Sequestration. It’s a process in Washington where thoughtful decisions on spending and taxation priorities are being replaced with last minute politicking, grandstanding, and eventual 11th hour deal-making. The latest showdown revolves around the March 1st deadline agreed to by Congress and the President in the budget deal negotiated in December (Public Law 112-240). That is when about $85 billion is expected to be cut equally from federal discretionary defense and domestic spending accounts. Or not. Like a reluctant swimmer, federal decision-makers keep stepping to water’s edge, dipping their toes in, and then retreating.

Here’s the latest. As we noted in January, the Obama Administration and Republican congressional leaders, led by Vice President Biden and Senate Minority Leader McConnell (R-KY), agreed to a package of tax increases that raised individual and capital gains tax rates, among others. This also delayed the onset of $1.2 trillion in defense and domestic spending cuts mandated by Congress over the next 10 years under the Budget Control Act (Public Law 112-35). The new deadline for these cuts to begin is March 1st. It also reduced the amount needed to be cut for Fiscal Year 2013 from $110 to $85 billion. The question is: What will Congress and the President do now?

Déjà-vu all over again. The tortured process of threatened sequestration is being re-lived, bringing to mind Yogi Berra’s famous saying, “It’s like déjà-vu, all over again!” Congress and the President are so stalemated over the direction for the U.S.’s spending needs that it seems the only way to force decisive budget action is with a deadline in place. The debt limit has been temporarily taken off the table, with Congress and the President agreeing to legislation that suspends the $16.4 trillion debt ceiling through May 19th (Public Law 113-3). A federal budget for Fiscal Year 2013 has not yet been enacted, with the federal government’s operations instead being funded through – March 27th – by a resolution continuing spending at Fiscal Year 2012 levels (“CR”). Sequester, in other words, is the only negotiating tool each side has. But the results to the country of constantly going through this process are likely damaging. For the fourth quarter of 2012, when the U.S. went through the last spending showdown, Gross Domestic Product declined 0.1 percent, the first decline since the middle of 2009. Reductions in spending decisions, especially those related to defense spending, are blamed for most of the decline. Some contractors are already saying that they are avoiding government contracts, given funding (and policy) uncertainties.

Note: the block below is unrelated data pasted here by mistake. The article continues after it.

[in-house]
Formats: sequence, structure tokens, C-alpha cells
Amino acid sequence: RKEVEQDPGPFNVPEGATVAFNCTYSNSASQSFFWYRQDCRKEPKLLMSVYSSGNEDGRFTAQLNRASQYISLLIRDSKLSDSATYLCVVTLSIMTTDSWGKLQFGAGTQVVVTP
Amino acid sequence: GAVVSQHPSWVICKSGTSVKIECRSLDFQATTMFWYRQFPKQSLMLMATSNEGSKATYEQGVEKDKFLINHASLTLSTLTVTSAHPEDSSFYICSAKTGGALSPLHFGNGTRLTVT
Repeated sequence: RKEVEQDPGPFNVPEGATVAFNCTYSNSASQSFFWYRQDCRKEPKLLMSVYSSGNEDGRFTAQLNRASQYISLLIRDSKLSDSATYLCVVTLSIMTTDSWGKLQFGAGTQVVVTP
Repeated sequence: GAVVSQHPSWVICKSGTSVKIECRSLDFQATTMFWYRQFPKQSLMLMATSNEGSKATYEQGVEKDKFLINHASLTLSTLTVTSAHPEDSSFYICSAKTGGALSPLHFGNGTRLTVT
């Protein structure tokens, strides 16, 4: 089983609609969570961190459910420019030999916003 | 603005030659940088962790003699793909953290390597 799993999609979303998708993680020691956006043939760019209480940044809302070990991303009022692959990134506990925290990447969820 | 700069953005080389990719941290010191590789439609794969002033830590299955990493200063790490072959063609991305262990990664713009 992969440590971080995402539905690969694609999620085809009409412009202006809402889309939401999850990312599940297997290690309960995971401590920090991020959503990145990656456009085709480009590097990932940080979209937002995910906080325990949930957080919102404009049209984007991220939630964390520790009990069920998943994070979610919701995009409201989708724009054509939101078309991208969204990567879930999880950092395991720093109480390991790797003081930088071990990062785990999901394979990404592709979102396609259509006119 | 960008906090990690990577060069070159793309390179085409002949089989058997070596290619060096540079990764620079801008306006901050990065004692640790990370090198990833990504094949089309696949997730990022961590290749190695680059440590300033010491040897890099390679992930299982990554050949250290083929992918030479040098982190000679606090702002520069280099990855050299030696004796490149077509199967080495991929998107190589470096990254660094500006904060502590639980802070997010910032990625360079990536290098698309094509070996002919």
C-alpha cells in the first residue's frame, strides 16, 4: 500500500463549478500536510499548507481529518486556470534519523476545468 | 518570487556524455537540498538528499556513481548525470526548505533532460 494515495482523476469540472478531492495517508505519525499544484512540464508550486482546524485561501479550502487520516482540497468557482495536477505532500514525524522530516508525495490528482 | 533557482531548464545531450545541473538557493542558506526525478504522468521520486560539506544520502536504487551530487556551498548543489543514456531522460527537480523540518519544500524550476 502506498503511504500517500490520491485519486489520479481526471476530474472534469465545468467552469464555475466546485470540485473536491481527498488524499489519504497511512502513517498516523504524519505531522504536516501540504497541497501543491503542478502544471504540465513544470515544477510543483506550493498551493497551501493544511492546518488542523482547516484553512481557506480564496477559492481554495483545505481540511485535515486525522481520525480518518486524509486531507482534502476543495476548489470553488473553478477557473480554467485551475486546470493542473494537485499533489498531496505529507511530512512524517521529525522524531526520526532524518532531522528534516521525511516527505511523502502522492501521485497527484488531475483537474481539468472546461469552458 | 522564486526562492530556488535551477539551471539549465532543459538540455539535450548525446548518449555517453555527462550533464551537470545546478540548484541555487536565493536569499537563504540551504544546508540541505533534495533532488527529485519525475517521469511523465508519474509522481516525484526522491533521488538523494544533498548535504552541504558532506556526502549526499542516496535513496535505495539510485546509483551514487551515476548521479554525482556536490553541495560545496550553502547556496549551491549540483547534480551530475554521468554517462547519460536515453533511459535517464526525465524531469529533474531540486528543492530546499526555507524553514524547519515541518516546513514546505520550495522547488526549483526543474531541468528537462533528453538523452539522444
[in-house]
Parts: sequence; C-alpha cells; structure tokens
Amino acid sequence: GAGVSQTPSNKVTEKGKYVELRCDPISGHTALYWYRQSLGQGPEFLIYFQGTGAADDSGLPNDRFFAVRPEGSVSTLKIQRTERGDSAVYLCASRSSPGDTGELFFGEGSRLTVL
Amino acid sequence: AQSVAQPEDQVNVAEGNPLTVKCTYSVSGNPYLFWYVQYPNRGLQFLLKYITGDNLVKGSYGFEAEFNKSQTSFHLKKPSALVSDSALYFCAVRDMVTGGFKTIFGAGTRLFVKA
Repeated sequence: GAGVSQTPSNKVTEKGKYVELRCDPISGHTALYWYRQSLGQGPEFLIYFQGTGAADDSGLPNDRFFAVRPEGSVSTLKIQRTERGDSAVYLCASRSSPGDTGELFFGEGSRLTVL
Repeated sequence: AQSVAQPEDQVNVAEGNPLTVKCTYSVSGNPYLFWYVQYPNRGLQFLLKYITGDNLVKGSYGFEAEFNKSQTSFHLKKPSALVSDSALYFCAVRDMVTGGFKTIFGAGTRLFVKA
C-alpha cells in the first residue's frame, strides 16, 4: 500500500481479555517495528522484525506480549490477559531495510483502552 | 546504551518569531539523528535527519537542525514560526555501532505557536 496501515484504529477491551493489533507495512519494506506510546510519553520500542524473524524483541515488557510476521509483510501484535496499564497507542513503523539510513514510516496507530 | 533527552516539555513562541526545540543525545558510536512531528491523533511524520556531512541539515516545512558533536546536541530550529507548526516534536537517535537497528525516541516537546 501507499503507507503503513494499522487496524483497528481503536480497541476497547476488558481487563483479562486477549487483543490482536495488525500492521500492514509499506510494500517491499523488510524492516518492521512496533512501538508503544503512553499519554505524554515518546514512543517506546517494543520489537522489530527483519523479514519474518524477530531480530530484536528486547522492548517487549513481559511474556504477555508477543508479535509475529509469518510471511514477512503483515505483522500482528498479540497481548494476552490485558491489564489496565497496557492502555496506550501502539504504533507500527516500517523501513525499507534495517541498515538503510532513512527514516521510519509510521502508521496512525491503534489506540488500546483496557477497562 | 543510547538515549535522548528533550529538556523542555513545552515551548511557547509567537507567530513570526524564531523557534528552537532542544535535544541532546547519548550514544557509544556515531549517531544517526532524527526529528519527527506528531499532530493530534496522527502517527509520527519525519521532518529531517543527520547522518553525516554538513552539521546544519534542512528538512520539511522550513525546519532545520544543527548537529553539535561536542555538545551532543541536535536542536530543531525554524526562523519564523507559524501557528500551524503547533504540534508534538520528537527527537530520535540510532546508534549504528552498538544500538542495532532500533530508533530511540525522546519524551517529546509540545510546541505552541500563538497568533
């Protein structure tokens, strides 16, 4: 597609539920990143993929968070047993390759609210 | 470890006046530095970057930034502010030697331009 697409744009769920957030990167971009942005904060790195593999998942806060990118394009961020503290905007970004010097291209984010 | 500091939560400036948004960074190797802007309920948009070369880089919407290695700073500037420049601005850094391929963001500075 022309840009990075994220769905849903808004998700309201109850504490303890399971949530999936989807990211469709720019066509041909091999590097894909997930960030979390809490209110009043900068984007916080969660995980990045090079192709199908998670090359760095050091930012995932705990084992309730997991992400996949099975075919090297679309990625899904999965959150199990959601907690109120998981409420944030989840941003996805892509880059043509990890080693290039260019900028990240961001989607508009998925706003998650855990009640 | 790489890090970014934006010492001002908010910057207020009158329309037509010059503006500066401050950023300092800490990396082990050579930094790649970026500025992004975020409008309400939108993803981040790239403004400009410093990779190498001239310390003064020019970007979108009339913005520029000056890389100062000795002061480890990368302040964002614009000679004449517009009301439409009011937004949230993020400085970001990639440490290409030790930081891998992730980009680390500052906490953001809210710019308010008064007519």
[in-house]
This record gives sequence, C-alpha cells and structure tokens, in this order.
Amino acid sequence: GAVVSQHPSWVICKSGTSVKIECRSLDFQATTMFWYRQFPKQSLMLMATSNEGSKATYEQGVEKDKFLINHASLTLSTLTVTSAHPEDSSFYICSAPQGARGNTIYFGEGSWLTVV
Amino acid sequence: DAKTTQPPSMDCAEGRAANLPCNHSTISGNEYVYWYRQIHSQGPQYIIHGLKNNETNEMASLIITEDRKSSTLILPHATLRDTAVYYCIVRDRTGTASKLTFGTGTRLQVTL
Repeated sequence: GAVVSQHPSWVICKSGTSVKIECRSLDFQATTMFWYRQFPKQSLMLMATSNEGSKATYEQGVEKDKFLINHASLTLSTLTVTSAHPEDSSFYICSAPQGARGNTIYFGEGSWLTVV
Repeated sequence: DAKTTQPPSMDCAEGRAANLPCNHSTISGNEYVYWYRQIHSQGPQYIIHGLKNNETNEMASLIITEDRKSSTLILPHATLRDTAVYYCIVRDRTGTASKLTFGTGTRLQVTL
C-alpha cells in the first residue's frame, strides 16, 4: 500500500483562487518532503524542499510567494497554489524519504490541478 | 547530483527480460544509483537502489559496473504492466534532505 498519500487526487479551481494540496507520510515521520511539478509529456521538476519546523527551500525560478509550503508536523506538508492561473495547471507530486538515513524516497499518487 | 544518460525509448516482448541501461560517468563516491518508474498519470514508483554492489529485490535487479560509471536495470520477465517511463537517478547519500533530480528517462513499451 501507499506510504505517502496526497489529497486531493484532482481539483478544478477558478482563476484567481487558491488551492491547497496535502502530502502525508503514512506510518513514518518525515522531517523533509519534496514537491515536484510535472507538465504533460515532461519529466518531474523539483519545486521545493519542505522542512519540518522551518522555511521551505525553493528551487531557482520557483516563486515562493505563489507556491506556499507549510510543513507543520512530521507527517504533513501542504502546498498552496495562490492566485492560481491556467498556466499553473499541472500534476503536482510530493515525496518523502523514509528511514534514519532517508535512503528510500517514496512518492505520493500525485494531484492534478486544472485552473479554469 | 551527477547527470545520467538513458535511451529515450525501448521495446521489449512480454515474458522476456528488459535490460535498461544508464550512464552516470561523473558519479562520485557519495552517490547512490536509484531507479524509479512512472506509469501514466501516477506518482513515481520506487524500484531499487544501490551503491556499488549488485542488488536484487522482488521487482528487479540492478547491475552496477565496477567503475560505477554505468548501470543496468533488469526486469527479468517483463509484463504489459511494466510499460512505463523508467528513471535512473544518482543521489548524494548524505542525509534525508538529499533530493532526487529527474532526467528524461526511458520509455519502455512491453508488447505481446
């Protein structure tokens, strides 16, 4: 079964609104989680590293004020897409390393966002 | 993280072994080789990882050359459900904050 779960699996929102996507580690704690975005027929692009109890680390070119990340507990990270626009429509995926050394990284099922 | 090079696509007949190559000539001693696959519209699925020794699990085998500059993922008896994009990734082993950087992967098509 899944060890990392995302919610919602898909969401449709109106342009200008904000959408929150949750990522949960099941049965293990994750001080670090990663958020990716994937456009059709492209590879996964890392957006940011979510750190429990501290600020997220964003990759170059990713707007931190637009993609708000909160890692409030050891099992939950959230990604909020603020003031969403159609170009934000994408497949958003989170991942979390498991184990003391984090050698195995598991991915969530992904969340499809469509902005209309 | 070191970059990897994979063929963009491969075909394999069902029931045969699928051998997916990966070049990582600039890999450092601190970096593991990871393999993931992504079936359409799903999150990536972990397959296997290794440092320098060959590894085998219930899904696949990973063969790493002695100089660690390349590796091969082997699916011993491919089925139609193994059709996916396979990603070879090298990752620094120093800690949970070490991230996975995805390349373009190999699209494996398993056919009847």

Identifying opportunities in a challenging environment, both before Congress and the Executive Branch. With the impending deadline, Congress has responded by…leaving town. Senators and Representatives are back in their congressional districts and won’t return until next week. This leaves one week to avert cuts all agree will hurt the already slow economic recovery. News accounts indicate Senate Democrats are working towards an alternative package of $110 billion in spending and tax cuts, while Republicans are considering their own plan, which includes about $85 billion in spending cuts and furloughs for federal employees. Votes are possible next week, but with so little time remaining before March 1st, it is possible that a deal to avert the cuts will not be reached in time. If that happens, expect to see attention shift to either re-programming some of these cuts or undoing them altogether. We would note that in addition to the sequestration cuts mandated under the Budget Control Act, the Act also cuts non-defense and defenses discretionary spending by about 10 percent over the next 10 years, through the use of spending “caps” that limit how much money may be appropriated annually. We expect that when the impact of all these reductions is fully felt, through (1) programmatic cuts or (2) furloughs of federal employees or (3) both, Congress will act to either re-program many cuts or undo them altogether. This presents an opportunity to work with Congress and the Executive Branch to protect programs and projects. It also guarantees that the activity leading up to March 1st will not be the last word on how the government spends the federal tax dollar.